After talking about brand new projects such as floating campsites and motel rooms that look like clouds, it’s time to go back in time and rediscover one of the houses that made history in modern architecture.
Between the 1960s and 1970s, Finnish architect Matti Suuronen designed and built just under 70 Futuro Houses, also known as “Futuro Pods”, small space-designed homes reminiscent of flying saucers. There are now 63 officially recognised Futuro Houses in 18 different countries, and it is possible that there are still more unidentified or abandoned houses, such as the one discovered by artist Craig Barnes in South Africa.
It was in 2013 when Barnes saw a Futuro House in South Africa, or rather the carcass of a “Futuro House”: the door and windows were missing and the interior was in a state of complete decay. It didn’t take the artist long to make an offer to the owner and arrange for the structure to be moved from there to the UK.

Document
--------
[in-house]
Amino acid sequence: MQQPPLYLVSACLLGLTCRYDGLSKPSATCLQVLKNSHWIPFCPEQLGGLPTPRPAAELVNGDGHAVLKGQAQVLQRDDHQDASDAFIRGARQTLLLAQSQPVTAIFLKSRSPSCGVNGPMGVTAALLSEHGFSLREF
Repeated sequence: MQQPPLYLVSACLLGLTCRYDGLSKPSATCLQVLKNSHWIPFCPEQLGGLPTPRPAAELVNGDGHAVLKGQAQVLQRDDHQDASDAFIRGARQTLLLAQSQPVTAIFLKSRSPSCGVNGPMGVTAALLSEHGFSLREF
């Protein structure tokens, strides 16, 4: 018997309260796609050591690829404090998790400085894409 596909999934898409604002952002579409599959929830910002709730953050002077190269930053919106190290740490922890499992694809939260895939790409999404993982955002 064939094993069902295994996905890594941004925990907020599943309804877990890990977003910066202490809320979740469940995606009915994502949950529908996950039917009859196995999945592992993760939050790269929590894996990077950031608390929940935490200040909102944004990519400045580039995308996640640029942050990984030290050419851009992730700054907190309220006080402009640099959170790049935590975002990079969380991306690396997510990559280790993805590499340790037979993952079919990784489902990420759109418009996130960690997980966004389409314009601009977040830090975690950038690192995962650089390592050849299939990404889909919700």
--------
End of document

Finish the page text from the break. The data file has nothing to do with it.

Back home, Craig Barnes worked tirelessly to restore the miniature house to its former glory and has since taken it around the world and opened its doors to the public on organised tours. From the roof of Matt’s Gallery in London to the beach in Le Havre, Futuro House has made thousands of people dream, but it has never really housed anyone else. Until now.
This summer the house has been moved to Marston Park in Somerset, England, and it is possible to book a weekend or even just a night to spend and live inside the cabin designed by Matti Suuronen. An unmissable opportunity for scholars and architecture enthusiasts, but also for all those who are constantly looking for options other than the usual hotels and houses to rent.
The cabin has classic round windows and inside it can accommodate 4 people with spaces divided into a living room, a bathroom and bedrooms, all carefully furnished in 1960s style.
Tucked away in the greenery of the park, Futuro House looks as if it has just landed from a distant planet and is ready to set off again for unexplored corners of space.